Trying not to draw too much attention to herself, Nikki leaned close to Dillon and whispered, “Please tell me you didn’t say anything to her about me dating both of you.”
“I swear I never said a word,” he whispered back.
Gramma Barnett frowned at them and pointedly raised her voice. “Apparently, she travelled a lot for her job, and neither suspected the other existed. From what I saw of the report, she’d been married twenty years to one, then married another half her age over in Austin a couple years back. Both men said they were both as happy as a pig in shit.” An earthy chuckle erupted, starting deep in her belly. “At least until they found out the other existed.”
Nikki chanced a glance sideways at Brett and met his puzzled gaze. He lifted one shoulder a half inch and shook his head. Was it merely a coincidence that Gramma Barnett had mentioned the subject? Or had she picked up on something they’d done—some way they’d looked at each other?
Faith joined her mother-in-law’s laughter. “As long as she didn’t have to do their laundry, good for her.”
Mr. Barnett wasn’t as forgiving. “Mother, Faith! What type of example does that set for Lilly?”
The conversation hitting a little too close to home, Nikki sipped her iced tea in hopes it might cool the blush creeping into her cheeks.
Gramma Barnett stabbed the last bit of pastry on her plate and waved it toward Nikki. “Nothin’ wrong with a woman living with two men, Junior, s’long as everyone’s amenable to the arrangement. Look at this little filly and how she’s keeping your boys so happy.”
A chorus of “Gramma!”s echoed around the table while Nikki choked on her drink.
“What? It’s an honest opinion.” Gramma Barnett thumped on the table. “What woman wouldn’t be tempted by two fellas as good lookin’ as my boys? If she’s not, there’s somethin’ wrong with her.”
Dillon’s father fixed his mother with a glare. “I hardly think this is the appropriate venue for this discussion, Momma.”
“Bah.” She leaned toward Nikki as if she was going to whisper a secret, but didn’t lower her voice. “My grandparents had a permanent threesome all their adult lives. Betcha Dillon never told you that before.”
“No way! Really?” Lilly piped up, though instead of shock, her eyes were wide with interest.
“I could hardly tell her something I didn’t know myself, Gram.” Despite his tan, Dillon’s cheeks bore an unmistakeable hint of a blush.
“Yup.” She dabbed her mouth as delicately as if she were presiding over a state dinner, then realizing she had the attention of the whole table, placed the napkin on her lap. “And I’ll tell you something else—they weren’t the only ones in the county with more than two to their bed.”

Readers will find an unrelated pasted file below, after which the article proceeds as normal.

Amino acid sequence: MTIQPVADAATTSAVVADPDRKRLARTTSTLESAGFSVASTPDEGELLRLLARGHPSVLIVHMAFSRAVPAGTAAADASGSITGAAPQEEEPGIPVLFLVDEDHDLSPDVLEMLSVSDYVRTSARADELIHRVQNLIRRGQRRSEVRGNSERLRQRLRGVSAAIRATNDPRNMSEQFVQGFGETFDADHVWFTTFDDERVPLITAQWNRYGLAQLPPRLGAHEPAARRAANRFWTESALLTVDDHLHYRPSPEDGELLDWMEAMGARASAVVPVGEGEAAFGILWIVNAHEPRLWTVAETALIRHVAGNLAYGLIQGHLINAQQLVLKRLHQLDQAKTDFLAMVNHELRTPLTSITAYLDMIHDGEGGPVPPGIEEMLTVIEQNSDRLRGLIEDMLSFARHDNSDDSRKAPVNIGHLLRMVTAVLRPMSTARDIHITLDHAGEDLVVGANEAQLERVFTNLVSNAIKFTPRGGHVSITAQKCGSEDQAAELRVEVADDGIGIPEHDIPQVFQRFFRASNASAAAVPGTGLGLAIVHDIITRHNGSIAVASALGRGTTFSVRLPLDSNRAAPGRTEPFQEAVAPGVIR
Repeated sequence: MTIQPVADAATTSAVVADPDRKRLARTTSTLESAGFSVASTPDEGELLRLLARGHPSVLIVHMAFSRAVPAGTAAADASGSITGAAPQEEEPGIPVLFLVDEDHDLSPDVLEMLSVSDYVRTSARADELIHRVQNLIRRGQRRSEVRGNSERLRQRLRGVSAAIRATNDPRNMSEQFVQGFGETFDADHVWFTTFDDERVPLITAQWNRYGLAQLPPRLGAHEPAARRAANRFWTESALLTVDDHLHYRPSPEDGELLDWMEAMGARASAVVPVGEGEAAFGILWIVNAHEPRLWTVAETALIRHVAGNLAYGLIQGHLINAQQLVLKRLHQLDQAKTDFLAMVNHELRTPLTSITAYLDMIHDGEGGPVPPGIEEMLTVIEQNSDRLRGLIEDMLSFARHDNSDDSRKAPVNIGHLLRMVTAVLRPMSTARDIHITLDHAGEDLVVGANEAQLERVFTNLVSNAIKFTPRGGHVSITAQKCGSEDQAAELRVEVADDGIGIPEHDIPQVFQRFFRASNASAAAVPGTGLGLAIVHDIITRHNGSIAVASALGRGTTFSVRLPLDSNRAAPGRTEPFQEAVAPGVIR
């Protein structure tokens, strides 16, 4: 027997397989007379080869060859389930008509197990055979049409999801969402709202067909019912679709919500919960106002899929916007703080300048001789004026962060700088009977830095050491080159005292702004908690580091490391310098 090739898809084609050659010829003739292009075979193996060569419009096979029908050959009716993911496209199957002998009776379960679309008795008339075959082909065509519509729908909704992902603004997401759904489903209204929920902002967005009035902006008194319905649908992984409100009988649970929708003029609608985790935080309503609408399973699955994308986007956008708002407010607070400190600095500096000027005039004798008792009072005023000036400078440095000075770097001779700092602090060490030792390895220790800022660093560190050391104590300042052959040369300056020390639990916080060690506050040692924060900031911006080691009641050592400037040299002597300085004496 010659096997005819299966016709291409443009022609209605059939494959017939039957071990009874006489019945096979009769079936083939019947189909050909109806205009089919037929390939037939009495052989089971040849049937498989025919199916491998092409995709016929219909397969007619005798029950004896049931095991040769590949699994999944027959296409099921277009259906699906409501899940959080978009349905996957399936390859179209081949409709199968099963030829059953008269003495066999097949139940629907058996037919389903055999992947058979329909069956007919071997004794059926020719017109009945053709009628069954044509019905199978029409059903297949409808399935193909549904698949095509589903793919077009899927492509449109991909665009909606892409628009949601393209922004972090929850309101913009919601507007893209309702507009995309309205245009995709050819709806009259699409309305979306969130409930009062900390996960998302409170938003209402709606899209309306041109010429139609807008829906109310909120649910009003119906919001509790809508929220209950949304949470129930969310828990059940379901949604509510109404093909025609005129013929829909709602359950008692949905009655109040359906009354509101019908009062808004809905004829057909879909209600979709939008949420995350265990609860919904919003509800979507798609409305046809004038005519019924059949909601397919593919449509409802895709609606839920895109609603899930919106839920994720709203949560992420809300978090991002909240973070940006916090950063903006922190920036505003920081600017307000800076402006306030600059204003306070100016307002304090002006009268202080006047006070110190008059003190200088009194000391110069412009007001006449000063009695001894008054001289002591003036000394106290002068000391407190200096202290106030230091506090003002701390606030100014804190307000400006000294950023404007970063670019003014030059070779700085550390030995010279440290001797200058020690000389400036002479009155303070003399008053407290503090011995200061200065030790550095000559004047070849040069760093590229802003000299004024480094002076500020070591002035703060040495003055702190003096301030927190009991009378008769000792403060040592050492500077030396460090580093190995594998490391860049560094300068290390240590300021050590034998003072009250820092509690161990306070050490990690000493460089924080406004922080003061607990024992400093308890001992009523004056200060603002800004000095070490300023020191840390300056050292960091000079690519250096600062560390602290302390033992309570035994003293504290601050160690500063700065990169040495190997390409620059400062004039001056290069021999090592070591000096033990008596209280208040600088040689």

She glared around the table as if warning anyone who dared challenge her. “Times were hard back then, and there weren’t as many women around as there are now. According to my daddy, his daddies decided instead of fighting for the hand of the woman they loved, they’d all live together. Musta worked out because they’re even buried side by side by side out in the churchyard.” She pointed at Nikki then waved her bony finger between Brett and Dillon. “You should do the same thing. You’d be a fool to pass up the opportunity to bed down with such fine-looking specimens. And it’ll keep these boys on their toes—make ’em keep you happy both in the bedroom and outta it, in case you decide to kick one o’ ’em out. The good Lord knows young Dillon here needs something to keep him out of his mischief.”
All the eyes that had been staring at Mrs. Barnett trained on Nikki, waiting to see her response. Feeling like a bug under the microscope, Nikki looked to Dillon for help. That was a futile hope, as he was dissecting the remains of his apple crumble. For his part, Brett stared at his plate, his brows drawn together. No help there either. The pie that had been so delicious moments before now lay as heavy as a rock in her stomach. “Um, th-thank you for the advice, Mrs. Barnett. I’ll certainly keep it in mind.”
“You do that.” Mrs. Barnett put down her fork and pushed her plate to the center of the table. “Close your mouth, dear. You’ll attract flies.” She stood with a groan then shuffled to the door. Halfway down the hall, she called, “Jackson, get off that keister of yours and drive me home. Or are you gonna make your poor old momma walk all the way?”
Mr. Barnett’s chair scraped across the floor as he pushed it back. “Coming, Momma.”
No one else moved or said a word until they heard the front door close. Then everyone erupted in laughter at exactly the same moment.